[OpenAFS] Possible explanation(s) for obvious performance problems?

Simon Wilkinson sxw@inf.ed.ac.uk
Sat, 24 Apr 2010 20:20:37 +0100

On 24 Apr 2010, at 19:00, Holger Rauch wrote:
> (Both dd commands were run directly on the file server host in order
> to rule out possible network latency problems as a cause for the bad
> performance).

So, it's very important to realise that this is a terrible comparison. =
Whilst both filesystems ultimately result in the data hitting an ext3 =
filesystem, OpenAFS is doing significantly more work.

With the ext3 case, the dd calls the write() syscall, the data gets =
copied from user into kernel space, the kernel marks the page as dirty, =
and at a moment of its choosing flushes that page to disk. Job done.

With OpenAFS, dd calls write(), and the data gets copied into the =
kernel. The OpenAFS kernel module then copies the page to the local disk =
cache (by calling ext3's write), and returns control to the user. When =
dd completes it calls close. The kernel module then loads the data back =
from the disk cache (by calling ext3's read, if the data has been paged =
out), and converts it into a set of arguments to an RPC call. It figures =
out where to deliver that RPC to, possibly by making network calls to =
the vlserver. The RPC is then checksummed, encrypted, split up into =
appropriately addressed UDP packets and passed to the kernel's =
networking stack. The networking drivers then route the packets =
(hopefully round the loopback interface, but that does depend) and =
deliver them to the fileserver. This runs in userspace, so the data gets =
copied out of the kernel into the fileserver's buffers. The file server =
then decrypts the data, decodes the RPC arguments to get the data being =
written, works out which file it corresponds to, and whether it needs to =
notify anyone that that file has changed. It then calls ext3's write() =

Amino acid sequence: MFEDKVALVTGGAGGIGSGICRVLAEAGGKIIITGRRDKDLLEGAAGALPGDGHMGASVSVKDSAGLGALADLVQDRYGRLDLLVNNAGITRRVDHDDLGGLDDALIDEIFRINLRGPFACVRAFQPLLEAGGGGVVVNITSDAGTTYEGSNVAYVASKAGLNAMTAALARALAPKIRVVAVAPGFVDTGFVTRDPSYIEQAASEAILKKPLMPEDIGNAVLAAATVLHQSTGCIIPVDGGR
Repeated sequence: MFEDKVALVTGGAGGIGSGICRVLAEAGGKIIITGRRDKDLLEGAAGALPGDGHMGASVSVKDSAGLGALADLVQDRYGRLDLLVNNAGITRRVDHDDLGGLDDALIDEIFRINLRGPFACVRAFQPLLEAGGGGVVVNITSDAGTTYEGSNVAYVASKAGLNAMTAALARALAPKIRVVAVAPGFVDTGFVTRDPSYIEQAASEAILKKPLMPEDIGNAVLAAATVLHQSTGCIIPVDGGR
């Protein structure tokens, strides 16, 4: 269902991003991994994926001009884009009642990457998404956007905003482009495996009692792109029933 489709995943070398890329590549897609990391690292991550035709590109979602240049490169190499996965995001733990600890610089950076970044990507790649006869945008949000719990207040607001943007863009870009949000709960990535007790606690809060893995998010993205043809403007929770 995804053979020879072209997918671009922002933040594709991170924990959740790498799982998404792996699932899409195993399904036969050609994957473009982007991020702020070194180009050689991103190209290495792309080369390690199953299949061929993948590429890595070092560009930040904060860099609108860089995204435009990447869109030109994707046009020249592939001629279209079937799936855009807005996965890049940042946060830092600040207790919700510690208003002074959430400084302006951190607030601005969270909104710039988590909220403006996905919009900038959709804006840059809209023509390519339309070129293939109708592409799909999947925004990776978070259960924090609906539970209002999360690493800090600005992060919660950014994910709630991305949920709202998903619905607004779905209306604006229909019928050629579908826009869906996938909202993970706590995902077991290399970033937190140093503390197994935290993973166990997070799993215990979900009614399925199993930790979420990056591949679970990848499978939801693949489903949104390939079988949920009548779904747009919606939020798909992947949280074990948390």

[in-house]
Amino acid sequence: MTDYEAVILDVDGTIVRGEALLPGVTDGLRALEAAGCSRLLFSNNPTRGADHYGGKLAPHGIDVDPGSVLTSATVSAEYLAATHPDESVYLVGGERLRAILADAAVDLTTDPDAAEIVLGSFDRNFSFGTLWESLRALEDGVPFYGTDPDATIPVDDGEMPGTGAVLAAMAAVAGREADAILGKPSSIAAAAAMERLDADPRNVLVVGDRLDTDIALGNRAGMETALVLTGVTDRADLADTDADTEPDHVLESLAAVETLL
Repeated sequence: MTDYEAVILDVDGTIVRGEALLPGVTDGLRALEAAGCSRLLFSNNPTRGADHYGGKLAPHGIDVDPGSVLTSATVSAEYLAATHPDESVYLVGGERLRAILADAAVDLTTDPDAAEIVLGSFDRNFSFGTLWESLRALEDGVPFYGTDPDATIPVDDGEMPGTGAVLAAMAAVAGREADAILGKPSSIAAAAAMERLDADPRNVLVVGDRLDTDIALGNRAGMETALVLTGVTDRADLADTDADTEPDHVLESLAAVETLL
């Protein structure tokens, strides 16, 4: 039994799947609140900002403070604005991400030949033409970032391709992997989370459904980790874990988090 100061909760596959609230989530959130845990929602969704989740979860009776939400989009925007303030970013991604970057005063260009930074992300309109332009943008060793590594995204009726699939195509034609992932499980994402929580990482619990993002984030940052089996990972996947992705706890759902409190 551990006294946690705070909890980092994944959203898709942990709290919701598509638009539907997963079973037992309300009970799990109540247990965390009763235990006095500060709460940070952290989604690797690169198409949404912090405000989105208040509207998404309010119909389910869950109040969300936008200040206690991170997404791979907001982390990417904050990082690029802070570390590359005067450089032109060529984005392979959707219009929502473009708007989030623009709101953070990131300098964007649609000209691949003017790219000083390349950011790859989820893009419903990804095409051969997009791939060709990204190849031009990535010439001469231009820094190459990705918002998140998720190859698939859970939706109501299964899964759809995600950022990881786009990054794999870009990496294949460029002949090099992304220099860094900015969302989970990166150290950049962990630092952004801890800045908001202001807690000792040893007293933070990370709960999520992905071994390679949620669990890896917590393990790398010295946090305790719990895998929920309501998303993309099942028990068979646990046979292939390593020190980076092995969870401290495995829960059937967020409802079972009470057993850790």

syscall which copies the data from user into kernel space, the kernel =
marks that page as dirty, and eventually flushes it to disk. Finally, =
we're done.

With a level playing field, a directly connected local disk is always be =
faster than a network filesystem - there's simply less work to be done =
when throwing data straight onto a local disk than there is when you =
send it across the network.=20

> Any ideas as to where that bad performance might come from? (I do have
> encryption enabled, but since it's only plain DES encryption on
> current machines that most likely can't be an explanation for the
> performance problem).

The encryption isn't DES, it's fcrypt. And encryption does have a =
significant effect on performance (not only doing the encryption itself, =
but also the number of additional copies that it adds in to the data =

It's worth taking a look at the configuration of your fileserver. =
There's been a lot written here in the past about the ideal settings for =
the fileserver - I'll leave you to Google over the list, but it's just =
worth noting that the out of the box configuration is not likely to =
result in good performance.

As a datapoint, using your test across a network, my homedirectory is =
seeing write speeds of 70 MB/s from an OpenAFS 1.4.11 client. We're =
currently running our fileservers with "-L -p 128 -rxpck 400 -busyat 600 =
-s 1200 -l 1200 -cb 100000 -b 240 -vc 1200"

All that said, we are trying to improve the performance of OpenAFS. =
There are numerous changes in the 1.5 tree, particularly for Linux, that =
help speed it up. I'd also encourage you to look at more meaningful =
benchmarks - in particular those which mirror the kind of use you'll =
actually be putting the filesystem to.